the U.S. population. The committee concurs with CDC that the current effort provides data essential for identifying chemicals and concentrations, establishing reference ranges, tracking temporal exposure trends, assessing the effectiveness of interventions to reduce exposure, and setting priorities for research on human health effects (CDC 2005). The achievements of NHANES argue for its expansion and for procedural changes that will enhance the utility of the resulting data.
NHANES reports results by age group, sex, and racial group (Mexican American, non-Hispanic black, and non-Hispanic white). The dataset is insufficient to address other ethnic groups or to determine exposures by locality, state, or region. The committee considers that the missing data are important for setting priorities among groups and geographic areas for intervention, and obtaining them may lead to an improved understanding of exposure pathways. Additional ethnic groups and susceptible subpopulations might be incorporated by program expansion or oversampling within the NHANES program design. Production of location-specific data, especially if temporal trends are sought, may require substantial program redesign, because samples are now collected only from a small number of sites each year (Schober 2005). Alternatively, such data could be produced by supporting state- or city-based health and nutrition examination survey (HANES) projects. The New York City HANES project is a useful example of such a program (Gwynn and Thorpe 2004).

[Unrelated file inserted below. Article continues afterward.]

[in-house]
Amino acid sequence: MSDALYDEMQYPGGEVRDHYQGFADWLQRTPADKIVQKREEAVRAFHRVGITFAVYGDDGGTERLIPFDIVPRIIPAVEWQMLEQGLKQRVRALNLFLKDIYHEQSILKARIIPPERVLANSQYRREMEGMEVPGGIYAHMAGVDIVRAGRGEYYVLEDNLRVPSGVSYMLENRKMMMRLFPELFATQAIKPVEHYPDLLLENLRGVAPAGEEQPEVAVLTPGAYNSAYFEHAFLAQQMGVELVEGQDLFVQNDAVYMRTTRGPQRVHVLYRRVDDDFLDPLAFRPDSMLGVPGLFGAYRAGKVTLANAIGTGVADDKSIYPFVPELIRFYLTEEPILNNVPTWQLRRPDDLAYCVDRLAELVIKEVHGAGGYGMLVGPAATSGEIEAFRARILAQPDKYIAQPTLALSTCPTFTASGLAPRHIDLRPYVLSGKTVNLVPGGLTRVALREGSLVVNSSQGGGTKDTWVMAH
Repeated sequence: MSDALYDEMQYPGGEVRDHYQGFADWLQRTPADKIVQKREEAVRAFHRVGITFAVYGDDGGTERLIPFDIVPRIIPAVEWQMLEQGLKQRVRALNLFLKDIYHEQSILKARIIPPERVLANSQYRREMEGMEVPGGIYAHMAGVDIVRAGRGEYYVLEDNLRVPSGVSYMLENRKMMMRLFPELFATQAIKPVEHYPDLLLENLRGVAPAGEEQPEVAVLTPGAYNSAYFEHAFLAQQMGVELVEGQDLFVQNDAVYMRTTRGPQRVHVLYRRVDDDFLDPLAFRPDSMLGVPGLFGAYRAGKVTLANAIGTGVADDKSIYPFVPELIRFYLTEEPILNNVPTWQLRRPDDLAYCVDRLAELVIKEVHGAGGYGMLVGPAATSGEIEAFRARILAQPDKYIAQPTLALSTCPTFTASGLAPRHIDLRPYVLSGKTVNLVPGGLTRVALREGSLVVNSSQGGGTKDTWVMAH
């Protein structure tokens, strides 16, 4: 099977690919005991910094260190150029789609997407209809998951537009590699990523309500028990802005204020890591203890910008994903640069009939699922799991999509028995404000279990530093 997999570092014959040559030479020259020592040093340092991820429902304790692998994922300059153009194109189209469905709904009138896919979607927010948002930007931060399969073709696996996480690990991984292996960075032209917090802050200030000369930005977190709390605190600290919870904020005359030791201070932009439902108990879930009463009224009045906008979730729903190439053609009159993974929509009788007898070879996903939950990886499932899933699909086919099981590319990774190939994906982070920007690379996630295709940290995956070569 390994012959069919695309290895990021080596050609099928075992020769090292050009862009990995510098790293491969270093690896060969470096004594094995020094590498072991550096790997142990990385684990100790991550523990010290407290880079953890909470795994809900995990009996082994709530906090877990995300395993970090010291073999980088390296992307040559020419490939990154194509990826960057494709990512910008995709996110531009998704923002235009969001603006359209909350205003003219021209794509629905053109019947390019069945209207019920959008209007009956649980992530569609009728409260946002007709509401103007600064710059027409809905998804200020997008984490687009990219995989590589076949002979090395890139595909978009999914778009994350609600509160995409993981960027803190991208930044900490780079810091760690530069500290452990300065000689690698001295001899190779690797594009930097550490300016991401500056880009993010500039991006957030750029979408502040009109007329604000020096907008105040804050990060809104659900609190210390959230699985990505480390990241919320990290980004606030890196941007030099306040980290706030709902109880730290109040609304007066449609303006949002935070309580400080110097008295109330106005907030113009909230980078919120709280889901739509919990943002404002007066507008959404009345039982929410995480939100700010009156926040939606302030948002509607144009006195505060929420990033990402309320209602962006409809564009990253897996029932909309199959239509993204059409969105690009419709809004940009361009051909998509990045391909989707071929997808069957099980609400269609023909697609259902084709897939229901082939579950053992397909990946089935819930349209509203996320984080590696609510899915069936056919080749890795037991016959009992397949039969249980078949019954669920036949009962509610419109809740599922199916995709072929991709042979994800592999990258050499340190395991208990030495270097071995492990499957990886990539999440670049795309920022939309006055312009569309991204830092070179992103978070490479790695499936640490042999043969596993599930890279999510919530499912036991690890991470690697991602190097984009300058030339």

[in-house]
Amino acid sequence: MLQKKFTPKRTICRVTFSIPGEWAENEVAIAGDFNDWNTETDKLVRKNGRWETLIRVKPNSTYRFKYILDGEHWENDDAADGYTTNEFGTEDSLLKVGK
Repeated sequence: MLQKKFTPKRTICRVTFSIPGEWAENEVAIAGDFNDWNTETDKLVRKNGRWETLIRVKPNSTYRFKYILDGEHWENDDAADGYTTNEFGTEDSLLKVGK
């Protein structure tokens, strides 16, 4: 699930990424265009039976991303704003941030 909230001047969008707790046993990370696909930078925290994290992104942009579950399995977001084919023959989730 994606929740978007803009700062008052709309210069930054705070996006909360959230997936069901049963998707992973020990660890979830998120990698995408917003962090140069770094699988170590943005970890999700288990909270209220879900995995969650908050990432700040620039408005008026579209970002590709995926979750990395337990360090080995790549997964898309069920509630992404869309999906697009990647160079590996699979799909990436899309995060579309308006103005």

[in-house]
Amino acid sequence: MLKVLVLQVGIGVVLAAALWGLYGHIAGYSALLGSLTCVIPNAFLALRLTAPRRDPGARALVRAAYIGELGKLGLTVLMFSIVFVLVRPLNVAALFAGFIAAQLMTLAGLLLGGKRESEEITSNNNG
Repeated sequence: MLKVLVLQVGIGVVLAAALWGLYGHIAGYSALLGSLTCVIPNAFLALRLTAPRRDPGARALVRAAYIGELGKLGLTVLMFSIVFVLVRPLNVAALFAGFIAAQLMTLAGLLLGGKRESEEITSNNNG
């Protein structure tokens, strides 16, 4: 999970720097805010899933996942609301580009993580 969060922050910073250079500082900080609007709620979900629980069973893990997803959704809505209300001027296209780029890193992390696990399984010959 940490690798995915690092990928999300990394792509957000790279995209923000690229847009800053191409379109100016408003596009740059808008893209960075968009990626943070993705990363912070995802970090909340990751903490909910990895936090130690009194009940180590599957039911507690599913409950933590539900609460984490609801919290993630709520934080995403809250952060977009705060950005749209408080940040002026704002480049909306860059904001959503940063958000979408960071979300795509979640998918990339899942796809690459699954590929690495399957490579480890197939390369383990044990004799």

CDC staff have noted that NHANES collects only a small amount of biomonitoring data relevant to exposures in the fetus, infant, toddler, and preschooler (Needham 2005). The committee recognizes that constraints intrinsic to the existing NHANES protocol may make addressing those groups difficult and therefore recommends continued and expanded federal support of the NCS (NCS 2005).
The committee noted that the data presented in the printed Third National Report on Human Exposure to Environmental Chemicals are incomplete and that the content of the larger dataset available on the CDC Web site (NCHS 2005) is not optimized to benefit the entire scientific and medical community. For example, the report’s tables and charts do not include data below the 50th percentile. The publicly available dataset should be sortable by sample type, chemical, region or location, age group, race, and socioeconomic status to facilitate interpretation and identification of groups at higher risk. Some applications of the dataset, such as analysis of exposure to mixtures and chemical interactions, require knowledge of the pattern of chemicals present in individual subjects. CDC should endeavor, where sample volumes permit, to perform the broadest array of tests possible on each subject to maximize the opportunity to detect correlations among chemicals measured in different analyses.